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October 25, 2011 :: 2:29pm ET
It's a young man's game
If you haven't noticed, there's quite the youth-movement in the NHL right now, explains TFP Columnist Tab Bamford.

CHICAGO, IL -- You have to wonder how many NHL general managers are humming a Katy Perry song while they walk around their offices.

Looking at the crop of talent breaking into the NHL this year, and some of the names that have some fan bases excited, some of these kids will be thinking about their second pro contract before they reach the legal drinking age in the United States.

Edmonton might be the, pardon the pun, poster child organization for the current youth movement. Their leading scorer is 18-year-old Ryan Nugent-Hopkins, who has five goals in his first seven NHL contests. Taylor Hall, a 19-year-old veteran this year, is right behind him in scoring for the Oilers.

The defending champs have struggled through some early season injuries, but Tyler Seguin has been a revelation. After a 22-point rookie season, Seguin has been the best offensive threat in Boston this year where he's posted nine points in eight games. He won't turn 20 until the last day of January.

Jeff Skinner hasn't been a disappointment in Carolina, but he'll have two full seasons on his resume before his 20th birthday. He had an easier time putting the puck in the net than he did growing a beard last year; he scored 31 goals and added 32 assists while receiving invitations to high school dances.

Colorado's Gabriel Landeskog, also 18, has been outstanding for the Avs. On a fast team, he hasn't looked out of place yet and has helped the Avs deal with more missed games from Peter Mueller. He scored two big goals, including the game-tying tally inside the final two minutes in Chicago on Saturday night.

Those Blackhawks might not have a teenager on their roster right now, but the organization is thrilled by the play of Pittsburgh-area native Brandon Saad. The fourth pick by Chicago, and 43rd overall selection, in the 2011 Draft, Saad started the year in Chicago before he was assigned back to Saginaw of the OHL. On Monday, he was named the OHL Player of the Week after posting six goals and four assists in only three games. On Oct. 27, he'll reach 19 years of age.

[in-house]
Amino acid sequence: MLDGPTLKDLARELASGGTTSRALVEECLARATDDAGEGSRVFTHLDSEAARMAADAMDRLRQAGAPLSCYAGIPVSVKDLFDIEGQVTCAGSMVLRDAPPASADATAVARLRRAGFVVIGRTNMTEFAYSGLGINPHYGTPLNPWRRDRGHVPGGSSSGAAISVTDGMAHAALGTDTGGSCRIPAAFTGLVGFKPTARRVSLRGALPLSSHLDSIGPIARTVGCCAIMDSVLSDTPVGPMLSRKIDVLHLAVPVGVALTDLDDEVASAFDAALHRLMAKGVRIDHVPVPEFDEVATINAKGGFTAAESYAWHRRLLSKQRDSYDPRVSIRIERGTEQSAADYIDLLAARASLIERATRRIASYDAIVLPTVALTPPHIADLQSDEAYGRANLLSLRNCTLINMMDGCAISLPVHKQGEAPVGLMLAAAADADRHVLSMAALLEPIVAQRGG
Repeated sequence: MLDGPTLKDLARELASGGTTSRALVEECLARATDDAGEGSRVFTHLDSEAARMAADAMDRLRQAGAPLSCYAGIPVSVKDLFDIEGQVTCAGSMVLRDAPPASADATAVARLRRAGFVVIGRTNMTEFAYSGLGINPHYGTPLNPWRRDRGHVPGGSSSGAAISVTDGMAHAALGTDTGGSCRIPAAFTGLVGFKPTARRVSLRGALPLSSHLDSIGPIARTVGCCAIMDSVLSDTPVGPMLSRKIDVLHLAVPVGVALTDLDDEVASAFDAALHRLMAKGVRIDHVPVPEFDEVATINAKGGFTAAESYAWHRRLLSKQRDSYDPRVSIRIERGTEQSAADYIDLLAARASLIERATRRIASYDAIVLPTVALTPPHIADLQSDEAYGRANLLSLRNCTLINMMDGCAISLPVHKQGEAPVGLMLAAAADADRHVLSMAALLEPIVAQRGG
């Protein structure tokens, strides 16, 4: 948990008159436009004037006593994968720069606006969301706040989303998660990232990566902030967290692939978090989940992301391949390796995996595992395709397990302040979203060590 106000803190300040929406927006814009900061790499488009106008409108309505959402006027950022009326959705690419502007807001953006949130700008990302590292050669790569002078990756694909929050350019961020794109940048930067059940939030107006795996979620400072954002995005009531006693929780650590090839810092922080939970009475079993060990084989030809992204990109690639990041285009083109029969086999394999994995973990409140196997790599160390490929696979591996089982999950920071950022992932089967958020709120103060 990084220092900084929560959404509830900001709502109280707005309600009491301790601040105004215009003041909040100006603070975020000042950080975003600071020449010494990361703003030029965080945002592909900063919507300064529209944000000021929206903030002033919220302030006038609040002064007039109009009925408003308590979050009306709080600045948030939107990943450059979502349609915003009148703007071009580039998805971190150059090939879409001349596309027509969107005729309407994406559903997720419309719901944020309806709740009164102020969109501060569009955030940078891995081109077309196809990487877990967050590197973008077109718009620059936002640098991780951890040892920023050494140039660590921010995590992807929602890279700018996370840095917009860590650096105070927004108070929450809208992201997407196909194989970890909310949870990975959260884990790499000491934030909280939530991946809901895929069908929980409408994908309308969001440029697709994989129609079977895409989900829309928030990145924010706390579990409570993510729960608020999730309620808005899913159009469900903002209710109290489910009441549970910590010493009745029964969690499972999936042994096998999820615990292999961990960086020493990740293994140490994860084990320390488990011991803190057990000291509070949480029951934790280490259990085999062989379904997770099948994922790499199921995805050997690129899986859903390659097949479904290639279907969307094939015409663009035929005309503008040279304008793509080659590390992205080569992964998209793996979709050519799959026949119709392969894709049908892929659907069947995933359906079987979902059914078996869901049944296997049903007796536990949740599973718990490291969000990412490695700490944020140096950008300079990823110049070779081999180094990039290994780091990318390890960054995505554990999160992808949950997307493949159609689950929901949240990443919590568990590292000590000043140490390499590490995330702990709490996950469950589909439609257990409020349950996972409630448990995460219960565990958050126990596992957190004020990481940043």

Winnipeg may have re-assigned Mark Scheifele, 18, to juniors, but he scored his first NHL goal before the assignment. Meanwhile, 18-year-old Sean Couturier moving in with Danny Briere would seem to indicate the Flyers have high hopes for the 2011 pick -- in the NHL.

A couple young defencemen have been skating regular minutes as well. Adam Larsson won't turn 19 until mid-November, but he's been skating almost 24 minutes per game for the Devils. Erik Gudbranson won't turn 20 until January, but he's establishing himself in Florida early this year.

Both of them hope to have a rookie season that equals Cam Fowler's in Anaheim last year; for what it's worth, Fowler doesn't turn 20 until early December.

All over the NHL, there are youngsters making an impact early this season. It has been years, if not decades, since this many teenagers were making a strong impact early in an NHL season. There have been a few baby-faced players that have been successful in given years, like Colorado's Matt Duchene last year or Patrick Kane in Chicago and Nicklas Backstrom in Washington in 2007, but this many kids starting this well is almost unheard of.

With so many general managers living the "teenage dream," one has to wonder if this trend will complete Perry's chorus. Will front offices go young and "never look back?"

Tam Bamford is a Columnist for TheFourthPeriod.com and the Chicago Correspondent for The Fourth Period Magazine.


 

 

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